"Dr. Bell observed the way a person moved. The walk of a sailor varied vastly from that of a solider. If he identified a person as a sailor he would look for any tattoos that might assist him in knowing where their travels had taken them. He trained himself to listen for small differences in his patient's accents to help him identify where they were from. Bell studied the hands of his patients because calluses or other marks could help him determine their occupation." The Chronicles of Sir Arthur Conan Doyle

So, "House" takes this full circle. Very entertaining and worth the time, just to refresh rare syndromes and their symptons and the character interactions are also fun.
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22 of 26 people found the following review helpful By Joseph Haggard Jr. on July 15, 2009
Format: DVD
Hugh Laurie and company returned for a fifth season of "House", the medical mystery series about that cranky doctor and his medical colleagues. And while season five of "House" was a very good one, I felt it wasn't as good as the previous four seasons.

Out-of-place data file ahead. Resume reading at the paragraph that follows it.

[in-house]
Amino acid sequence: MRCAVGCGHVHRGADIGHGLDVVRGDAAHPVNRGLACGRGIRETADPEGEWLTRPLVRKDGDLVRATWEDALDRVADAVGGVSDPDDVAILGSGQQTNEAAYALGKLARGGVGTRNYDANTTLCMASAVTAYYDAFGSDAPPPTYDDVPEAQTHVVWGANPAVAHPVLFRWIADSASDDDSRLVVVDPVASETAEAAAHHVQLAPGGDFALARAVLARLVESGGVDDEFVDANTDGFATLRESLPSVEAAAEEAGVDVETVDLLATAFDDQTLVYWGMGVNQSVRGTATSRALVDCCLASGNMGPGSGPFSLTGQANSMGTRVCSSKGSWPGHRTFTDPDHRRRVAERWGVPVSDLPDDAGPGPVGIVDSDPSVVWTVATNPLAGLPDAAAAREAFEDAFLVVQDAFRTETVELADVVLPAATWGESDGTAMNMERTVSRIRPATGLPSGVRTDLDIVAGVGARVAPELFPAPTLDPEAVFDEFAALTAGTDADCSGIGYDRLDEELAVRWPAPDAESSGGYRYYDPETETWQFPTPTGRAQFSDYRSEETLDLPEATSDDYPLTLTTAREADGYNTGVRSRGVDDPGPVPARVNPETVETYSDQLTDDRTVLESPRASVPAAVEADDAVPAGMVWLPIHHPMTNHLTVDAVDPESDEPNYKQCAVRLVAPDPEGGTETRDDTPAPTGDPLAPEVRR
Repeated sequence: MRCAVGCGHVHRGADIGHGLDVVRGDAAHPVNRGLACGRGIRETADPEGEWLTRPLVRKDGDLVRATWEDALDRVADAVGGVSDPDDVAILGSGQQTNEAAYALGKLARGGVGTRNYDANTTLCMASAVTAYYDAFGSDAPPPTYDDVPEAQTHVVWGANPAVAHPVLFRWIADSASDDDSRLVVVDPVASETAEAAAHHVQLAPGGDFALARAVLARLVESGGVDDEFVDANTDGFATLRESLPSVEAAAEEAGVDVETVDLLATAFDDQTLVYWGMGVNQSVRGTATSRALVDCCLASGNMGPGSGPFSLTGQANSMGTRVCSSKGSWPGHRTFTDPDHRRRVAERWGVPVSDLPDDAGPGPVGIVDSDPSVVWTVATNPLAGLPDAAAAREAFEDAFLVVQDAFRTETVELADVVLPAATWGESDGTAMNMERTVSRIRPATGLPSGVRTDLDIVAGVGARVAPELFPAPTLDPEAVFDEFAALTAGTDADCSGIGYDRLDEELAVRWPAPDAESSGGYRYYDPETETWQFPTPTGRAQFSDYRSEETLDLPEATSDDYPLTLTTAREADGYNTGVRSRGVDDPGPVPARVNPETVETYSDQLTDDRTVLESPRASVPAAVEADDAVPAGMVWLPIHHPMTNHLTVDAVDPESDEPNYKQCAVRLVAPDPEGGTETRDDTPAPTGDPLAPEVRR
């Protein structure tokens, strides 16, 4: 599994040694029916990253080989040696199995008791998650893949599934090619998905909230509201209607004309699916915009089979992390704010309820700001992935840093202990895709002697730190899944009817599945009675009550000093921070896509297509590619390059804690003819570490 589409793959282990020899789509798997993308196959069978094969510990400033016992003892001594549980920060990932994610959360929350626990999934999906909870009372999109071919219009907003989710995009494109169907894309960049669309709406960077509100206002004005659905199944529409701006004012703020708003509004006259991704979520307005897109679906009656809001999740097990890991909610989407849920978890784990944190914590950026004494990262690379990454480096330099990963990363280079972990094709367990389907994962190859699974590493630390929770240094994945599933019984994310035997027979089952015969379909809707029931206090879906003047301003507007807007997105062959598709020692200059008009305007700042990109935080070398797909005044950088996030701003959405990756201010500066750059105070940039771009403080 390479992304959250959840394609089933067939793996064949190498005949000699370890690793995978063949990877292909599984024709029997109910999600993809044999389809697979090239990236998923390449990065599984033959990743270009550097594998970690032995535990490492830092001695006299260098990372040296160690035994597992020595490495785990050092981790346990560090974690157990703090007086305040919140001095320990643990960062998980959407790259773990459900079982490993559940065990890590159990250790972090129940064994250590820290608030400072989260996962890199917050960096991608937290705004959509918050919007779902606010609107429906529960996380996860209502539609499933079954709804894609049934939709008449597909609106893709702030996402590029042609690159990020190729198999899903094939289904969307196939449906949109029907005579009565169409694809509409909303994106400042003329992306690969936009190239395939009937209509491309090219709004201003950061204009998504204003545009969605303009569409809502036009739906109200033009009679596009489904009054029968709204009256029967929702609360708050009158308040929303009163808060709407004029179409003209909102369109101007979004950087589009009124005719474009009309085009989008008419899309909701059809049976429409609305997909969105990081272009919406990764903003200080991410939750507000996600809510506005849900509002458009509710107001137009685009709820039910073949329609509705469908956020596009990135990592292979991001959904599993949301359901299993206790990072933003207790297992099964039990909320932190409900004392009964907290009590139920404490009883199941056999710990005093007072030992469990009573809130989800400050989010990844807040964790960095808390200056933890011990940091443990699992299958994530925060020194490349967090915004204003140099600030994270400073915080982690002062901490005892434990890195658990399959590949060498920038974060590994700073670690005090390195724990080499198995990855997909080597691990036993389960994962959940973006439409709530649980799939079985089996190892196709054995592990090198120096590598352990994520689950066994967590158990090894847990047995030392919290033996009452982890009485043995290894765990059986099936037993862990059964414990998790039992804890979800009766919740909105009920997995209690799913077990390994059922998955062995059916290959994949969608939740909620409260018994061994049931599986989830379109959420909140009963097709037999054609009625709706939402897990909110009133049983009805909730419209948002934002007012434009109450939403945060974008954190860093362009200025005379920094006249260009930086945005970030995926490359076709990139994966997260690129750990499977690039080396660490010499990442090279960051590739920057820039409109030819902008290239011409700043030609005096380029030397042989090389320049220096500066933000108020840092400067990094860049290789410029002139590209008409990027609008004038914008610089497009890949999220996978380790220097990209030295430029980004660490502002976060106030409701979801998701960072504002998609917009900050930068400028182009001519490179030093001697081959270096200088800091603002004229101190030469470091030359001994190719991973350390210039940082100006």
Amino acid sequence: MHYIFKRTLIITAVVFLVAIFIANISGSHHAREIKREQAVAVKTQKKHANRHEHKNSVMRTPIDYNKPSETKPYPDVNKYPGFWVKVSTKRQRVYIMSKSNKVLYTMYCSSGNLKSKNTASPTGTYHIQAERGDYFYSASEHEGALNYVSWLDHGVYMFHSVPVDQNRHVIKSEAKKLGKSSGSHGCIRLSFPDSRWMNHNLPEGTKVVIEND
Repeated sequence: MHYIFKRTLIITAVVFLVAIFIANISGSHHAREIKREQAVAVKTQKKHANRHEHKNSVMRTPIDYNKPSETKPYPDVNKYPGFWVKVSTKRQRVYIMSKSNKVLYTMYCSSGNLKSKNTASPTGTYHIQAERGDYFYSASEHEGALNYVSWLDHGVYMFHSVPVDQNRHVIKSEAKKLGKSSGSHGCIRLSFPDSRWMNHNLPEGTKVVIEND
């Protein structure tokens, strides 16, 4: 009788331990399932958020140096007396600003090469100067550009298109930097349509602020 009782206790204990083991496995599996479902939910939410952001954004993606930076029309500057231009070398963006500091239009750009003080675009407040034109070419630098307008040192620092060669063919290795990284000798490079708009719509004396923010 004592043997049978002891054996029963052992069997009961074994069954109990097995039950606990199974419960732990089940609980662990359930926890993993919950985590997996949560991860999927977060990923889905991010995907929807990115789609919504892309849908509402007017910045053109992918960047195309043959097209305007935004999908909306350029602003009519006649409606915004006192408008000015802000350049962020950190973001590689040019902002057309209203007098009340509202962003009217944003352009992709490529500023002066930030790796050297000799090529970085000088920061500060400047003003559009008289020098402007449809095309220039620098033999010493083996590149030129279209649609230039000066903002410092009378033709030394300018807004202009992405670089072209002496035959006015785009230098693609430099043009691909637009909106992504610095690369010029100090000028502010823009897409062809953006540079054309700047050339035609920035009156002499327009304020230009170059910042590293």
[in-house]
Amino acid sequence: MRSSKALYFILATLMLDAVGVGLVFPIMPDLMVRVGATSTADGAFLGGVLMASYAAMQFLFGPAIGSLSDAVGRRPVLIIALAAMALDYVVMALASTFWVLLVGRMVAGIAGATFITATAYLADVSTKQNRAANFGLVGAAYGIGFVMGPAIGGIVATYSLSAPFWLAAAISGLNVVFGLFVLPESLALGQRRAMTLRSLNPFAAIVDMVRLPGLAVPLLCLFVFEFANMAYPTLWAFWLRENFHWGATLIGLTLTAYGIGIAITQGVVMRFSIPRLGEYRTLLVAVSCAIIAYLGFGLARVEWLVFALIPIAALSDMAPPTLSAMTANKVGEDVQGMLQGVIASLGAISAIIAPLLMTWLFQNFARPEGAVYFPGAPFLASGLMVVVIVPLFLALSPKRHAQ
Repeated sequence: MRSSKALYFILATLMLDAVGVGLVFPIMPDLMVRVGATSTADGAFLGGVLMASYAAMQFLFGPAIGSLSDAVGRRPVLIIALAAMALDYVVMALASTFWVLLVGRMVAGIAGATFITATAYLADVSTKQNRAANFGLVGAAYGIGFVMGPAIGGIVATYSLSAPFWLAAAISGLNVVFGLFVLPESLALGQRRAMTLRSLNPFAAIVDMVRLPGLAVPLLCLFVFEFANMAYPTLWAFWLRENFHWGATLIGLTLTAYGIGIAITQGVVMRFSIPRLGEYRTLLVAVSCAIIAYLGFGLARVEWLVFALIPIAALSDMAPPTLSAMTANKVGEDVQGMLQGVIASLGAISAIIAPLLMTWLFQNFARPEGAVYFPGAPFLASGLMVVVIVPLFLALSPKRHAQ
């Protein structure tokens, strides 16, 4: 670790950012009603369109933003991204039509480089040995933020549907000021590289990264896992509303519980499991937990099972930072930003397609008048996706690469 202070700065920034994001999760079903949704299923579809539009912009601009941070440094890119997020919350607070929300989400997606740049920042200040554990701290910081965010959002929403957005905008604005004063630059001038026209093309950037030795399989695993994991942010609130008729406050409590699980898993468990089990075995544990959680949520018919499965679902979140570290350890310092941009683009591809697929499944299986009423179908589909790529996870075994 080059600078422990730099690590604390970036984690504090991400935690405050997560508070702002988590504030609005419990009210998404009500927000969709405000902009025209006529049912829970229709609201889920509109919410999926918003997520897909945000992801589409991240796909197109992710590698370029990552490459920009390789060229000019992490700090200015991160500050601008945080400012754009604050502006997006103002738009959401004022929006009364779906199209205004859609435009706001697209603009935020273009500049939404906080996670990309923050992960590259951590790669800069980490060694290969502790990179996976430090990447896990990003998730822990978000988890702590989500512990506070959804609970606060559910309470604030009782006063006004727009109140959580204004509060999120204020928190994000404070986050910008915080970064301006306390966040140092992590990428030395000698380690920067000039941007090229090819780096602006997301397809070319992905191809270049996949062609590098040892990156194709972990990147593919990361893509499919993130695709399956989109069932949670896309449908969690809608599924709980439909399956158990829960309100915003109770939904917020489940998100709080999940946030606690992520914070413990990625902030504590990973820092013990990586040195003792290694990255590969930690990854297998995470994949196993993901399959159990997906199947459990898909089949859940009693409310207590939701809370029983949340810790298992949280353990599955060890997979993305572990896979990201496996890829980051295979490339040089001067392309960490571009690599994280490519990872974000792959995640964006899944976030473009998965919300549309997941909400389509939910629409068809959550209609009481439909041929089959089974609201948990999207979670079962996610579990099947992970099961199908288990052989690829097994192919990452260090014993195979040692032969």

There's still lots to like in season five of "House". Of course the main reason why this show still works is because of Hugh Laurie. He still makes this character watchable in every area. He's cranky, crabby, and very funny. The supporting cast has been terrific from the start and everyone delivered the goods in season five. Especially Lisa Edelstein, who plays House's boss Dr. Lisa Cuddy. She's been good the previous four seasons, but I felt she really came out on her own in season five. This character, who's been yearning to become a mother, finally got the chance to explore the adventures of single motherhood by adopting a baby. Plus there was the possibility of House and Cuddy getting together for more than just medicine. Whenever she was on screen, Edelstein was superb every time, and she should get an Emmy nomination this season for the terrific job she did (she probably won't, knowing how stupid the Emmy voters tend to be year after year). Also very good in season five, Robert Sean Leonard, who once again plays Dr. Wilson, Dr. House's only true friend. The early episodes when Dr. Wilson was grieving over the death of his girlfriend Amber (the young medical student who tried to get on House's new team in season four but failed) which led to his resignation at the hospital were handled very well, and it gave Leonard some of his best acting on the show. Like Edelstein, he's been unwisely ignored by Emmy voters as well, and he'll probably be ignored again this season.